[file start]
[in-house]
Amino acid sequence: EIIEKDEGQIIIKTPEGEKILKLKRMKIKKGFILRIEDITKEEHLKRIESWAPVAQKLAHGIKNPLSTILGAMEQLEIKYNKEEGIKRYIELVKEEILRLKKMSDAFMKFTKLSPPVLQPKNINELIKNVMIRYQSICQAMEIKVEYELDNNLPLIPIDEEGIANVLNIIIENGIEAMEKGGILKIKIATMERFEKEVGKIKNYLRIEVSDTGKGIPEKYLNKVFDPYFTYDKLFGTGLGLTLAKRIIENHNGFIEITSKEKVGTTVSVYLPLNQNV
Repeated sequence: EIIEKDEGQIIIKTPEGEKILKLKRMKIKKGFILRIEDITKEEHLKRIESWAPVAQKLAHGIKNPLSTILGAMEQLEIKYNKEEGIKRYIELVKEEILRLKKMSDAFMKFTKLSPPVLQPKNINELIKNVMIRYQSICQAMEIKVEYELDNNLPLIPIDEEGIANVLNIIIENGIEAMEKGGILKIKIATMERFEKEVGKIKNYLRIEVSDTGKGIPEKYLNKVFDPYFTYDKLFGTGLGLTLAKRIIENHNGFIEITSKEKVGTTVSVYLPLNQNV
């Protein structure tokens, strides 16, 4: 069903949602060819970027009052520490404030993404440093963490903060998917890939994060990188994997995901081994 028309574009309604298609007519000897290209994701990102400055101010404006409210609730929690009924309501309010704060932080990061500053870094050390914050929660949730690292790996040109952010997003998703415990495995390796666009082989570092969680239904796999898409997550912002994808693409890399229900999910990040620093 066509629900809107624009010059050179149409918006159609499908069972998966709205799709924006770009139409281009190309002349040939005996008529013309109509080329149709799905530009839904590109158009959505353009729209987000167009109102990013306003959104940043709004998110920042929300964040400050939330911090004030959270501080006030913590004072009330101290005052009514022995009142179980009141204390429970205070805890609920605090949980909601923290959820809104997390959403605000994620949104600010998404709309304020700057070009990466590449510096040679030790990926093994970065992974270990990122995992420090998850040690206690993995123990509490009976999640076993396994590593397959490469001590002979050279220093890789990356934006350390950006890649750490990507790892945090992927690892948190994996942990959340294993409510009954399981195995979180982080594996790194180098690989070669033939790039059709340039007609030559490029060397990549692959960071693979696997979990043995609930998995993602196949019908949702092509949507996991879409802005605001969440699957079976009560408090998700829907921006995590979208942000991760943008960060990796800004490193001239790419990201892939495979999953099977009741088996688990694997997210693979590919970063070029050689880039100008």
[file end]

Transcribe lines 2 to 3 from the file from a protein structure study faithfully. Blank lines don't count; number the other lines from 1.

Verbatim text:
Amino acid sequence: EIIEKDEGQIIIKTPEGEKILKLKRMKIKKGFILRIEDITKEEHLKRIESWAPVAQKLAHGIKNPLSTILGAMEQLEIKYNKEEGIKRYIELVKEEILRLKKMSDAFMKFTKLSPPVLQPKNINELIKNVMIRYQSICQAMEIKVEYELDNNLPLIPIDEEGIANVLNIIIENGIEAMEKGGILKIKIATMERFEKEVGKIKNYLRIEVSDTGKGIPEKYLNKVFDPYFTYDKLFGTGLGLTLAKRIIENHNGFIEITSKEKVGTTVSVYLPLNQNV
Repeated sequence: EIIEKDEGQIIIKTPEGEKILKLKRMKIKKGFILRIEDITKEEHLKRIESWAPVAQKLAHGIKNPLSTILGAMEQLEIKYNKEEGIKRYIELVKEEILRLKKMSDAFMKFTKLSPPVLQPKNINELIKNVMIRYQSICQAMEIKVEYELDNNLPLIPIDEEGIANVLNIIIENGIEAMEKGGILKIKIATMERFEKEVGKIKNYLRIEVSDTGKGIPEKYLNKVFDPYFTYDKLFGTGLGLTLAKRIIENHNGFIEITSKEKVGTTVSVYLPLNQNV